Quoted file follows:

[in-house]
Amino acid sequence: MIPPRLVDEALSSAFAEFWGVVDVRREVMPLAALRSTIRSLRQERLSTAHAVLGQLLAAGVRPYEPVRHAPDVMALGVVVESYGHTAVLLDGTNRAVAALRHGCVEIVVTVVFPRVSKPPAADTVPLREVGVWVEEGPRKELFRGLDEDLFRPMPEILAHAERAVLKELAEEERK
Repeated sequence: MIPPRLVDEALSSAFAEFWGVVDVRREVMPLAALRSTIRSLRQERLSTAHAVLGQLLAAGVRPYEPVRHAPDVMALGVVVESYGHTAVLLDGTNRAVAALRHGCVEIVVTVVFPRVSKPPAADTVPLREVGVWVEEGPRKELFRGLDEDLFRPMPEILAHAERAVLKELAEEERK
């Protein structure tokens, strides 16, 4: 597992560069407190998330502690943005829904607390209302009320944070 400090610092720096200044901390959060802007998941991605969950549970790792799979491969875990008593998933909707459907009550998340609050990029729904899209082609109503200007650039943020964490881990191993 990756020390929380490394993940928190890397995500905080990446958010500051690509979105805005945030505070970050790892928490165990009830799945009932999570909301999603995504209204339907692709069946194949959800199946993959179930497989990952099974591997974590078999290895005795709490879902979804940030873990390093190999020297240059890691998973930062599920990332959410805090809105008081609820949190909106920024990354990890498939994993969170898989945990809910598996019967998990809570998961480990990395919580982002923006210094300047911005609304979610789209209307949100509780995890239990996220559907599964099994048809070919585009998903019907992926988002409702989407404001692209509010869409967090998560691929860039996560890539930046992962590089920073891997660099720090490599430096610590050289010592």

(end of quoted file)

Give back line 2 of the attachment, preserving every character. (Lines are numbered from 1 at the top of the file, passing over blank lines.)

Amino acid sequence: MIPPRLVDEALSSAFAEFWGVVDVRREVMPLAALRSTIRSLRQERLSTAHAVLGQLLAAGVRPYEPVRHAPDVMALGVVVESYGHTAVLLDGTNRAVAALRHGCVEIVVTVVFPRVSKPPAADTVPLREVGVWVEEGPRKELFRGLDEDLFRPMPEILAHAERAVLKELAEEERK